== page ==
In 2005, the Southern Baptist Convention met in Nashville, TN, at a time of extended impasse between New Orleans Baptist Theological Seminary and the Executive Committee of the Southern Baptist Convention. The issue of “sole membership,” you may recall, had brought the convention to a decisive moment. Trustees and administrators of New Orleans – led by the seminary’s president, Rev. Chuck Kelley – were opposed to adopting “sole membership.” Advocates from both sides of the issue made presentations to the messengers, and the convention ultimately approved the adoption of sole membership by a margin of 78-21 percent. It was a contentious, complex, and tense moment for everyone involved.
During that debate, you were able to guide the convention president and the messengers dispassionately and objectively toward a definite conclusion and a decisive resolution to a conflict years in the making. Imagine, therefore, how that floor debate might have soured quickly if – rather than serving as an unaffiliated and independent parliamentarian – you had been serving concurrently as a full-time faculty member of New Orleans seminary, subordinated to its president and obligated to support his position on the issue. Or, at the very least, unable to voice opposition to his position because of your contractual relationship.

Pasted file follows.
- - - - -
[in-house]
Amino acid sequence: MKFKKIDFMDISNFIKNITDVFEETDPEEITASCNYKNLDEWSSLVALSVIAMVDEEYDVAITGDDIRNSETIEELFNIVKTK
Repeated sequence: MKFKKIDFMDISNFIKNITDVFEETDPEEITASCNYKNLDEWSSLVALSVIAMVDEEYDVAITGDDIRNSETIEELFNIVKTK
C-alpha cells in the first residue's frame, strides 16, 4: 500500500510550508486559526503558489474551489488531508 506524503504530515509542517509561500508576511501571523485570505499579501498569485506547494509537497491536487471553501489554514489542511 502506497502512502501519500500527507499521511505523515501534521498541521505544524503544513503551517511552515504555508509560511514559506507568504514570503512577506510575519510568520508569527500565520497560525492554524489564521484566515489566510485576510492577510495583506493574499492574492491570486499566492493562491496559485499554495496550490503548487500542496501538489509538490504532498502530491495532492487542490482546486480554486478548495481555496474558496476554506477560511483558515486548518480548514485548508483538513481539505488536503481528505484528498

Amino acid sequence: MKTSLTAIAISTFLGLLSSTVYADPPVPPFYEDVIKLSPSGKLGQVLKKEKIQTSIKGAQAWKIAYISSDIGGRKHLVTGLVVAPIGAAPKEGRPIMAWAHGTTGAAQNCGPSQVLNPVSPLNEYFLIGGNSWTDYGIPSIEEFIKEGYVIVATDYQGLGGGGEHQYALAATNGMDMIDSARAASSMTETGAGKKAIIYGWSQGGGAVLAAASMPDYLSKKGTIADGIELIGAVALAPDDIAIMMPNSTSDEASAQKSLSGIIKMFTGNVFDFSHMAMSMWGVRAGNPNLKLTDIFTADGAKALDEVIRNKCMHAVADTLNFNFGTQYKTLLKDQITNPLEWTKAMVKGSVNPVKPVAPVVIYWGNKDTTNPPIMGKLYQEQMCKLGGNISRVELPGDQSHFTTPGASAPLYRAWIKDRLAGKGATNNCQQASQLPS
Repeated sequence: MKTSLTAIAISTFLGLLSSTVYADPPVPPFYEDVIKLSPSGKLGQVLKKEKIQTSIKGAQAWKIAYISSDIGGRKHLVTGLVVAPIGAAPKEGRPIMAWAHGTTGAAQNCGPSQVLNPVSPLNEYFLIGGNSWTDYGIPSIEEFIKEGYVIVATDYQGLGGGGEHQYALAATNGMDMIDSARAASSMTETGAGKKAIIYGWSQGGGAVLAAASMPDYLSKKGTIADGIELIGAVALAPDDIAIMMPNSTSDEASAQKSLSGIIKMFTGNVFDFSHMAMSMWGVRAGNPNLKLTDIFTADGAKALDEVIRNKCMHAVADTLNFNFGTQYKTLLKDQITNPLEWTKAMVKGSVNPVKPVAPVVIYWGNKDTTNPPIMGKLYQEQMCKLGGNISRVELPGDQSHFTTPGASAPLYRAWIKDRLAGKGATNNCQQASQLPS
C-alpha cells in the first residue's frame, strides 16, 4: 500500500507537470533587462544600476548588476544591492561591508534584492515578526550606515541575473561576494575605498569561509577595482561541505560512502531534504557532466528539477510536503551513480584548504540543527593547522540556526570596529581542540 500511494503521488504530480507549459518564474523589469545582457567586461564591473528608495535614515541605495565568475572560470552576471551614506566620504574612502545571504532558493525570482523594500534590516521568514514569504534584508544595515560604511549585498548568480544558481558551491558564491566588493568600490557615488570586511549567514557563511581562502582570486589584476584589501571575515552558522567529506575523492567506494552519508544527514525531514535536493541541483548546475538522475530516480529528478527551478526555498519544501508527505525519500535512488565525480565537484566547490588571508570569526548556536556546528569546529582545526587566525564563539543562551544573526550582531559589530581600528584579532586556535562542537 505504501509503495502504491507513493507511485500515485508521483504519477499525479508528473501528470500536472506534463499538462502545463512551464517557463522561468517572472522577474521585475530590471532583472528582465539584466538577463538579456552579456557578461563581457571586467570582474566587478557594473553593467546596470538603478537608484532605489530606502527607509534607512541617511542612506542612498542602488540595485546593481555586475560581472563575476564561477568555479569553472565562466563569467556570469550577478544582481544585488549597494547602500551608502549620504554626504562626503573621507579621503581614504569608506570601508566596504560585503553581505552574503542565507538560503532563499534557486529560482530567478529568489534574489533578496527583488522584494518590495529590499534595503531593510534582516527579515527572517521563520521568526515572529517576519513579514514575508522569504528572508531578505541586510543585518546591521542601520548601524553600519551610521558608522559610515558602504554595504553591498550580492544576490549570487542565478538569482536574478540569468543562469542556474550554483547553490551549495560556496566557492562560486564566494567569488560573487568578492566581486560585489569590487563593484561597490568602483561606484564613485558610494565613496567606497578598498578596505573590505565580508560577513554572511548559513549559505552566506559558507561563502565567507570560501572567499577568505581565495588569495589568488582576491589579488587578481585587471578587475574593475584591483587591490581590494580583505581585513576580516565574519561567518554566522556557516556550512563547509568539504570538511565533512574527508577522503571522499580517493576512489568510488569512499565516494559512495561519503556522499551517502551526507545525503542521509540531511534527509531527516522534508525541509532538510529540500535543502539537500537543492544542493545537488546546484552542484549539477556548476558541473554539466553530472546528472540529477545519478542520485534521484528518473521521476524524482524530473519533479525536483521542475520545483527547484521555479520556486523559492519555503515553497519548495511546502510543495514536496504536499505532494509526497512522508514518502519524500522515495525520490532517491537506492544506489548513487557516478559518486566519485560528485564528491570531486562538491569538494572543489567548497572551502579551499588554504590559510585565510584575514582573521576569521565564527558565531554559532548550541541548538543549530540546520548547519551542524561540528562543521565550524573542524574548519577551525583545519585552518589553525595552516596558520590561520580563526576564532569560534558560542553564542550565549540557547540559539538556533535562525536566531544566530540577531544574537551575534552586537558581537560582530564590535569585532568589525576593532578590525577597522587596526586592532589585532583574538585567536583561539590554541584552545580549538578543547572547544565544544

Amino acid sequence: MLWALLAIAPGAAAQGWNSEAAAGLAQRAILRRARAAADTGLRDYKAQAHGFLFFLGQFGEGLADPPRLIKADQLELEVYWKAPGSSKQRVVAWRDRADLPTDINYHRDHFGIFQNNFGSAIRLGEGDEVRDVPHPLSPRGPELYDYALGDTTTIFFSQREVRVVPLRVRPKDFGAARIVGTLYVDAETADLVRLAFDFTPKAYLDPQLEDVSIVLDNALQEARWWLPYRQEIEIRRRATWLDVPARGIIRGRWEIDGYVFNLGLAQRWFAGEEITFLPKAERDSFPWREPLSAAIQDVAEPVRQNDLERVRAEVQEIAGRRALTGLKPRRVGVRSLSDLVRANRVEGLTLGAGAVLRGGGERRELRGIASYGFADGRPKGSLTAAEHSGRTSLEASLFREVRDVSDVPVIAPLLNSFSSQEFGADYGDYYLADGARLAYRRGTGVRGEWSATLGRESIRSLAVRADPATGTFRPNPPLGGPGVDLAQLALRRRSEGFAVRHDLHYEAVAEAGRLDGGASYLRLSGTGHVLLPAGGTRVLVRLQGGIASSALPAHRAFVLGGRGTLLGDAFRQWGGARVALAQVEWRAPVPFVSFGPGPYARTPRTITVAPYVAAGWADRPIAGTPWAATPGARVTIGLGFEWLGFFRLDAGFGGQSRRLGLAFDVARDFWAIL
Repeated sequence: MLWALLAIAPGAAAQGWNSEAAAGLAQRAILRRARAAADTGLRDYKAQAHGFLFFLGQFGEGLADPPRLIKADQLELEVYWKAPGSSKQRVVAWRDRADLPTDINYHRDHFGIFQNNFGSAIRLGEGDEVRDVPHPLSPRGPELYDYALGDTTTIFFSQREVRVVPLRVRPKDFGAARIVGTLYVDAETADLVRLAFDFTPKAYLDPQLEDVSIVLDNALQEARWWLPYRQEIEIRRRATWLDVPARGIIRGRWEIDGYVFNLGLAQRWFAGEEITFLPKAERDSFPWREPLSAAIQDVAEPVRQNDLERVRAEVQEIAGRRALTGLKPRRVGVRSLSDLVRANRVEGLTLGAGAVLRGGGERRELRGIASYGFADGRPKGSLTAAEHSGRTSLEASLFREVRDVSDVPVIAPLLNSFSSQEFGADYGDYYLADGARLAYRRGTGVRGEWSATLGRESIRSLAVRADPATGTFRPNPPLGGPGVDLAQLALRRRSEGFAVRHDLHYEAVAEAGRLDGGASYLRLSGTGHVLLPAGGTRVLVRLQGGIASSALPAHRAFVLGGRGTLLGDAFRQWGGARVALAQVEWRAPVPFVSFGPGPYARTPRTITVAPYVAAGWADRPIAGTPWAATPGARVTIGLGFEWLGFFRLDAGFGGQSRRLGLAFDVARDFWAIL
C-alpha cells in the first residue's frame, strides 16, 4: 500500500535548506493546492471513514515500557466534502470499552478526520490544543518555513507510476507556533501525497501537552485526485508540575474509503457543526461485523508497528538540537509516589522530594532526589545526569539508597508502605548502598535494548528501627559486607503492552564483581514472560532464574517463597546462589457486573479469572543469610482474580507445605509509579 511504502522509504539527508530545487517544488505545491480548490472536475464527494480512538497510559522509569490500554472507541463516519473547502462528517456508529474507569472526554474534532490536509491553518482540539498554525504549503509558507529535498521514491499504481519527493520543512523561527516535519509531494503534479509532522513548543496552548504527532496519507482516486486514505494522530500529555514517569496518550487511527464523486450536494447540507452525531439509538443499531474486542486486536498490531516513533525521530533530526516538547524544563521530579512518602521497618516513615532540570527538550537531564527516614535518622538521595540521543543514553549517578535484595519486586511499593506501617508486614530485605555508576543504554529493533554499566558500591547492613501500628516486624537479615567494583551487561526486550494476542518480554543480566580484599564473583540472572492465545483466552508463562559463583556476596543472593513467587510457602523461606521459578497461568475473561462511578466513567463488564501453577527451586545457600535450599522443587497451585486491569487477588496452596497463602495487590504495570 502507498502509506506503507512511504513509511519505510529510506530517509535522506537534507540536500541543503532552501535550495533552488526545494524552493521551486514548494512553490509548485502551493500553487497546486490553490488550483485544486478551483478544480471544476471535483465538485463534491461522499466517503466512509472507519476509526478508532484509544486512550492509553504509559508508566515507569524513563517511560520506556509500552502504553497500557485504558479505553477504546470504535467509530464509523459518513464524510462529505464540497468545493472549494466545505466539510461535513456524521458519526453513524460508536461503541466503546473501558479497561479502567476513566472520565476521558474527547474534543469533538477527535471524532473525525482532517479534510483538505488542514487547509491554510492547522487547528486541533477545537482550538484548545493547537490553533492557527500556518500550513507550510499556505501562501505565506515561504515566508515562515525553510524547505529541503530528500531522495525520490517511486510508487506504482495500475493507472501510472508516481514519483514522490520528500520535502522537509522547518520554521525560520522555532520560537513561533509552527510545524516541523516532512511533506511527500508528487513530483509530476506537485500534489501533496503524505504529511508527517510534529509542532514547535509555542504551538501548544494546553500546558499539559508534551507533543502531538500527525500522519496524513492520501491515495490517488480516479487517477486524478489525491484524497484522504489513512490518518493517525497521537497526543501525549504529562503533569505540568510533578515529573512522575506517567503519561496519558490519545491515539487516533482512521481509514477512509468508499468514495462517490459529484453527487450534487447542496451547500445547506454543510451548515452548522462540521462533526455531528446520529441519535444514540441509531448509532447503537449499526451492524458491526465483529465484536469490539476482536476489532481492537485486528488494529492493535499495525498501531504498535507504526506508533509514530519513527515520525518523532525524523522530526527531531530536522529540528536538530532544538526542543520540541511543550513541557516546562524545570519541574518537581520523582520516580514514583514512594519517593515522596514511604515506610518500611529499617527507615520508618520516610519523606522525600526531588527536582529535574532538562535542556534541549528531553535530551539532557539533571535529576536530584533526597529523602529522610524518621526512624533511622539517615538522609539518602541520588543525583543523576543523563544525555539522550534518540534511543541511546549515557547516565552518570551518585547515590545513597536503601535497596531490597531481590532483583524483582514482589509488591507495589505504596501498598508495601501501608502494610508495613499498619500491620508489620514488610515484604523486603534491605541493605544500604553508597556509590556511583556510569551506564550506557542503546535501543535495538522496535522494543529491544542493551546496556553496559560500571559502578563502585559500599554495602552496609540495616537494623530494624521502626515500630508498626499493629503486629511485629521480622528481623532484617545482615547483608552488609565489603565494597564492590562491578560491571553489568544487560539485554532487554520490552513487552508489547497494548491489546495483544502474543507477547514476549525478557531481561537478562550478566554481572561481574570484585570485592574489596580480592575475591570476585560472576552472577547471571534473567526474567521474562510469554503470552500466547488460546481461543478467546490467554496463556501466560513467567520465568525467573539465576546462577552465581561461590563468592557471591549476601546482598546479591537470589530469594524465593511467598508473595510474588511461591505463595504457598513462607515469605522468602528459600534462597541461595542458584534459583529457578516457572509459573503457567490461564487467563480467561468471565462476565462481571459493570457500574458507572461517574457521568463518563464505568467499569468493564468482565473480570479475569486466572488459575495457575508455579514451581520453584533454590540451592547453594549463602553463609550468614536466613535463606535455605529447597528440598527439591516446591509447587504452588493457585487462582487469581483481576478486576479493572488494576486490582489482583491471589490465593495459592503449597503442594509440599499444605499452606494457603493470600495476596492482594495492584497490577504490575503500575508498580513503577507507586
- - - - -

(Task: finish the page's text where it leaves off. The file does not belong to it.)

Simply put, no man should be required to balance those competing responsibilities. Indeed, no balance is possible and a conflict of interest is inevitable.
For this reason, I am asking you to consider taking uncompensated leave of absence from your professorial responsibilities at Southwestern at the conclusion of this academic year and until after the convention meets in June. Alternately, I am asking that you formally and publicly recuse yourself from any parliamentary role in matters related to Southwestern Seminary during the coming convention. That recusal, I might add, could necessitate a renegotiation of your contract with the Executive Committee of the Southern Baptist Convention.
In either case, I am confident you will pursue the right course to preserve a well-earned reputation for impartiality and avoid throwing the Southern Baptist Convention messengers into unnecessary confusion about your parliamentary counsel and potential conflict of interest during this year’s annual meeting in Dallas.
CC: Rev. Steve Gaines
CC: Rev Frank Page
CC: Guenther, Jordan, & Price PC